Aquaporin 3 (AQP3) is a peroxiporin, in addition to transporting water and glycerol, which has been reported to promote cancer cell migration and invasion by transporting H2O2 [19, 20]. H2O2, as a signaling molecule, promotes abnormal cell growth, metastasis, and angiogenesis [21, 22] via the activation of pro-survival signaling pathways, loss of tumor suppressor gene function, increase of glucose metabolism, adaptation to hypoxia, and the generation of carcinogenic mutations [22, 23]. Inhibition of AQP3 expression can reduce H2O2 inflows induced by growth factors and weaken the signal cascade in cancer cells [20]. It is possible that AQP3 plays a role in facilitating the transport of NOX-derived H2O2 signals stimulated by growth factors [24], and this may, to some extent, influence the downstream intracellular effects of H2O2 across biological barriers through AQP3. Currently, the mechanism by which AQP3 regulates H2O2 transport to promote cervical cancer's malignant progression remains unknown and requires further investigation.

In this study, we utilized cervical cancer HeLa cell line and established a xenograft tumor model in nude mice, and then we investigated the role and mechanism of AQP3 in the invasion and metastasis of cervical cancer by controlling NOX4-derived H2O2 signaling. The results indicate that NOX4-derived H2O2 transmembrane transport induced by growth factors is regulated by AQP3, and AQP3-dependent H2O2 signaling activates intracellular Syk/PI3K/Akt signaling cascades that promote the invasion and metastasis of cervical cancer.

2. Materials and Methods

2.1 Cell lines

Human cervical cancer cell lines HeLa (RRID: CVCL_0030), SiHa (RRID: CVCL_0032), C-33A (RRID: CVCL_1094), and human cervical epithelial immortalized cell line H8 (RRID: CVCL_9389) were obtained from the Pathology Laboratory of Xinjiang Medical University. All experiments were performed with mycoplasma-free cells and all cells have been authenticated using STR profiling. All cells were cultured in Dulbecco's modified Eagle's medium (DMEM, HyClone, USA), which was supplemented with 10% heat-inactivated fetal bovine serum (FBS, Gibco, USA), 100 U/mL penicillin, and 100 μg/mL streptomycin (Gibco, USA) at 37 °C in 5% CO2.

2.2 Western blotting

Cells were lysed with radioimmunoprecipitation assay (RIPA, Solarbio, China) buffer containing protease inhibitors and phosphatase inhibitors on ice. Equal volumes of protein extracts were boiled for 5 min and separated by SDS-PAGE and then transferred onto polyvinylidene fluoride (PVDF, Sigma-Aldrich LLC.; 3010040001) mem-branes. The membranes were incubated at 4 °C with primary antibodies overnight with the following antibodies: AQP3 (#AF5222, Affinity, China), Phospho-Syk (Tyr525/526) (#2710s, Cell Signaling Technology, USA), Syk (#sc1240, Santa Cruz, USA), Phospho-PI3Kinase p85α (Y607) (#ab182651, Abcam, UK), PI3Kinase p85α (#AF6241, Affinity, China), Phospho-Akt (Ser473) (#9271s, Cell Signaling Technology, USA), Akt (#4691s, Cell Signaling Technology, USA), and mouse anti-β-Actin (#66009-1-Ig, Proteintech, China). On the next day, the membranes were washed five times with TBST, and incubated with HRP-conjugated secondary antibody for 1 h. Next, the membrane was rinsed 5 times with TBST and then visualized by the Western Bright ECL detection system (Bio-Rad, USA).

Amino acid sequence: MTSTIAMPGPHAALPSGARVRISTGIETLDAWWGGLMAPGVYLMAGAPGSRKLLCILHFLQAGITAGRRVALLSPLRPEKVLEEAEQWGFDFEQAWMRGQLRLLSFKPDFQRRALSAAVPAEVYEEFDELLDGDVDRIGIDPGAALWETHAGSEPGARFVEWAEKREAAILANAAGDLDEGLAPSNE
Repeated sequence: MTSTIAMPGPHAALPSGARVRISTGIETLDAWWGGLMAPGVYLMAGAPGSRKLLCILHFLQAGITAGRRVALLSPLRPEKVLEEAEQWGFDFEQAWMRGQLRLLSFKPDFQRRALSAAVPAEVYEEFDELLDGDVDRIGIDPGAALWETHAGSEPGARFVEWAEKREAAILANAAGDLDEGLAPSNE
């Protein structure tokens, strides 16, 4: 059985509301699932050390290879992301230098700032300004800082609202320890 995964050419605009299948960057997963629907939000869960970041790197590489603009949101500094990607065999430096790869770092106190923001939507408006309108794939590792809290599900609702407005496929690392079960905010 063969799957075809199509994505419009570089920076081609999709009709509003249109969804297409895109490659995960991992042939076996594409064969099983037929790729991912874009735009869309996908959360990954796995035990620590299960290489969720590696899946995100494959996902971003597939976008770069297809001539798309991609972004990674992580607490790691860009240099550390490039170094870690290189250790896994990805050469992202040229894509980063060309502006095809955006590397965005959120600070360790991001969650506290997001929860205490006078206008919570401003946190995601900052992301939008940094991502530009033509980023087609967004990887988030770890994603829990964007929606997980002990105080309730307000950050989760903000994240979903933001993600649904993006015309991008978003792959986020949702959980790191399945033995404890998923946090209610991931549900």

2.3 Cell Migration (Scratch Wound) Assay

The migration of cells after the TGF-β1 (#100-21, Peprotech, USA) treatment was test-ed by wound scratch assay. HeLa cells were cultured as confluent monolayers in 6-well plates, synchronized in 1% FBS for 24 h, and wounded by removing a 300~500 μm-wide strip of cells across the well with a standard 10 μL pipette tip, floating cells were removed by washing with PBS. Media containing 10% FBS without or with indicated concentrations of TGF-β1, were added to the wells and incubated for an addtional 0 h, 24 h. Five representative images of the scratched areas were photographed under microscope at 0 h, 24 h, respectively. Finally, Image J software (NIH, Bethesda, MD, USA) was used to calculate the wound area.

2.4 Cell invasion assay

Cell invasion assay was conducted in transwell chambers (Corning Incorporated, Corning, NY, USA). The chambers were pre-coated with 60 μL Matrigel (BD Biosciences, CA, USA) for cell invasion assay. Cells treated with different transfections were starved overnight and then seeded in the upper chamber with 1 × 105 cells in 100 μL of FBS-free medium. Meanwhile, 600 μL of medium containing 10% FBS was added to the lower cavity. The cells were incubated with TGF-β1 or IGF-1 (#G49-A118, MedChemExpress, USA) for 24h, cells in the upper chamber were removed, and invading cells in the lower chamber were fixed with methanol for 30 min, stained with crystal violet solution, and counted under the microscope.

2.5 Colony formation assay

Cells were seeded in 6-well plates at 5× 102 cells per well. After 24 h of incubation, the cells were incubated with TGF-β1 for 2 weeks until a clone was visible with the naked eye. After that, the cells were fixed and stained with methanol and crystal violet for 30 min and photographed. Clone formation rates were calculated using Image J software. Each experiment was performed in triplicate.